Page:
Special Report: Journalistic objectivity was never high on Rupert Murdoch’s ethics list, but “secret” records from the 1980s show how far the media magnate went to ingratiate himself with President Reagan by collaborating with U.S. propaganda operations, reports Robert Parry.
Exclusive: U.S. government propagandists know that the best way to get Americans to support a war is to get them despising and laughing at some “designated villain,” though the technique applies to more mundane cases, too. That’s when journalists should step in but often they just pile on, says Robert Parry.
From the Archive: The U.S. political/media system is awash in propaganda drowning any rational debate about crucial foreign policy issues. But how did that happen? A key turning point was the Reagan administration’s pushback against public skepticism over Vietnam and CIA scandals of the 1970s, Robert Parry wrote in 2010.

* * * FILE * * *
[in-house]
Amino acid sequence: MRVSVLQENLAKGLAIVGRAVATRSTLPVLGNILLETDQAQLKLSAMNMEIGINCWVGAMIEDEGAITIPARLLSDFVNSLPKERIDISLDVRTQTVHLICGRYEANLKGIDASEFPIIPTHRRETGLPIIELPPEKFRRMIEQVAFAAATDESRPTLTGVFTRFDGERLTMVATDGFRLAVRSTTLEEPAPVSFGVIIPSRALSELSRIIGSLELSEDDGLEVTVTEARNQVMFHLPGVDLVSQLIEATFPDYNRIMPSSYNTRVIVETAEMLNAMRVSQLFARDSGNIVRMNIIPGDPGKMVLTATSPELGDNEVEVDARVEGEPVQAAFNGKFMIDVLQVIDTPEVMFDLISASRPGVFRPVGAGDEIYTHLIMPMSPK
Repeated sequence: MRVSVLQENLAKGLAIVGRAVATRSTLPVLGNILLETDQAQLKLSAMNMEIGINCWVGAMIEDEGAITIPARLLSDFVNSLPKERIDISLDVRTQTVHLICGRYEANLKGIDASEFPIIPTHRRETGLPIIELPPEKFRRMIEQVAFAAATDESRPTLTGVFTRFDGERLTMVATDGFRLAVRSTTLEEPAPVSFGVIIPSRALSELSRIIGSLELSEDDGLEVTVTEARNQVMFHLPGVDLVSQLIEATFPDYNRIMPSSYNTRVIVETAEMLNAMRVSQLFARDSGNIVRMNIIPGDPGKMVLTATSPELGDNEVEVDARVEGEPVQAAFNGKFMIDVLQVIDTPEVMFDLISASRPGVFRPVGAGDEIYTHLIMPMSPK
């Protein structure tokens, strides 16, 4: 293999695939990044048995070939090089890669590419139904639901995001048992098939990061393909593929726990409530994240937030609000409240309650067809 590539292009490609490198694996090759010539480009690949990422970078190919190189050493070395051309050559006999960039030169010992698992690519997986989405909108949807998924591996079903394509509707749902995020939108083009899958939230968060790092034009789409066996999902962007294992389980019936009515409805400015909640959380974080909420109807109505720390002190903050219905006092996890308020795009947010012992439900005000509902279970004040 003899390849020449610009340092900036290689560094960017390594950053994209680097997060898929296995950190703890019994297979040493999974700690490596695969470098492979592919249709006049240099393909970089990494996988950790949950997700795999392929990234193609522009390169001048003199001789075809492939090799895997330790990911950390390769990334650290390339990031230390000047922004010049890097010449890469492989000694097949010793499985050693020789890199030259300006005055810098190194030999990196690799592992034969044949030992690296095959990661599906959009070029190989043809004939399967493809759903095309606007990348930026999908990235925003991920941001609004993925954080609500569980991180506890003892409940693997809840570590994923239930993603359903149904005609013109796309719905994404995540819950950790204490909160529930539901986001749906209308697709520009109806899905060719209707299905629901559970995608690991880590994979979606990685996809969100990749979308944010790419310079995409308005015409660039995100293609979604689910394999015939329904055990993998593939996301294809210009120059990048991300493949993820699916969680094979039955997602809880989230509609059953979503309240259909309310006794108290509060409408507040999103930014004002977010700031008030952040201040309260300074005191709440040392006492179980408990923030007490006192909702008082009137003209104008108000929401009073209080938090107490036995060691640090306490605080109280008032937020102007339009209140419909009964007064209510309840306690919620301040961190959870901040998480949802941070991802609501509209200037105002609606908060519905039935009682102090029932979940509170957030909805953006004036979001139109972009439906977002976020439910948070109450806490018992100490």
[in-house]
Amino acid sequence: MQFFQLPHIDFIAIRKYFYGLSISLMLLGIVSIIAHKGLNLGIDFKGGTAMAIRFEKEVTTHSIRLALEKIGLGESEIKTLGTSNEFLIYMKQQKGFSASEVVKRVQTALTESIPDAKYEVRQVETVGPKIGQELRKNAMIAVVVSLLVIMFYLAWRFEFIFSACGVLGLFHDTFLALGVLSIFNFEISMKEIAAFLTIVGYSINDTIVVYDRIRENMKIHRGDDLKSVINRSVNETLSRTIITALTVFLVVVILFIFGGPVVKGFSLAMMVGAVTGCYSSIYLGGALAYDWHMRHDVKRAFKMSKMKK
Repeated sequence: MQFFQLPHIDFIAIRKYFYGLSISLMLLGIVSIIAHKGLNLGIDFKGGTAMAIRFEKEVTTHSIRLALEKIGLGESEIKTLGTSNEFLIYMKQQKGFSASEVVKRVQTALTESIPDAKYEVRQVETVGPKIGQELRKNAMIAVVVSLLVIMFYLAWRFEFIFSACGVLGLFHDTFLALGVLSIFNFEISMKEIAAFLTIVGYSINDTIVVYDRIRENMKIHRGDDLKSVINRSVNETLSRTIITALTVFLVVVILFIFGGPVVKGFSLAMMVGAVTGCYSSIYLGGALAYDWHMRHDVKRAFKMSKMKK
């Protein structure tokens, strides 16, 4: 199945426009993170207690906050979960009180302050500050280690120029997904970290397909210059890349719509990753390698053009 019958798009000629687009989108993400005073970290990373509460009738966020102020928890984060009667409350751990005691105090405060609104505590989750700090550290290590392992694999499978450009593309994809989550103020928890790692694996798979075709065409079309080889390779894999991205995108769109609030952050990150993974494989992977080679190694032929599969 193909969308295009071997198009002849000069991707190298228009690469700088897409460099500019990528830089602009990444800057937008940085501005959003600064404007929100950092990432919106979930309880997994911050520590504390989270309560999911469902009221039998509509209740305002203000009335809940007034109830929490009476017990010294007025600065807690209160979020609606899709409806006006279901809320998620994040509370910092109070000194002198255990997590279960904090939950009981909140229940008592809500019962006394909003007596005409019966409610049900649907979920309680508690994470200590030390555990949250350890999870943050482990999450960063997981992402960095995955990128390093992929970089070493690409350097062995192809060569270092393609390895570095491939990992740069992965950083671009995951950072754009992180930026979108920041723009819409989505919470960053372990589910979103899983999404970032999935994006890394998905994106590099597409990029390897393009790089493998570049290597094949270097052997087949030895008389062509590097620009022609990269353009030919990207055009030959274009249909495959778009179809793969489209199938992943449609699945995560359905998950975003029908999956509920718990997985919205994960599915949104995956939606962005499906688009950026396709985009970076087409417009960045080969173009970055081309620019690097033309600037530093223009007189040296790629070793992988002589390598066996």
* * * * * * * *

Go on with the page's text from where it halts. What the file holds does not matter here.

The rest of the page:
Exclusive: Many Americans think secret U.S. documents become public after, say, 30 years, but many are hidden indefinitely to conceal inconvenient truths that could enlighten public debate, as Robert Parry discovered in getting a redacted version of a “top secret” paper from 1981 that he had already found in unredacted form.
From the Archive: An article from the first investigative series published at Consortiumnews in early 1996 revealed top-secret “talking points” used by Secretary of State Haig in 1981 to brief President Reagan about the Middle East, including an alleged U.S. “green light” for Iraq to invade Iran. Journalist Robert Parry found the document in old congressional files.
Exclusive: Iran and world powers have gone into double-overtime in negotiations to ensure that Iran doesn’t build a nuclear bomb, but the shadow over the talks is darkened by decades of distrust and double-dealing, a dimly understood history of the U.S.-Israeli-Iranian triangle, reports Robert Parry.
From the Archive: Almost 20 years ago – even before the Iraq WMD fiasco – as the CIA was celebrating its half-century anniversary, the impact of a Reagan-era “reorganization” was being felt in the “politicization” of intelligence, Robert Parry wrote in 1997. Now, a new reorganization could make matters worse.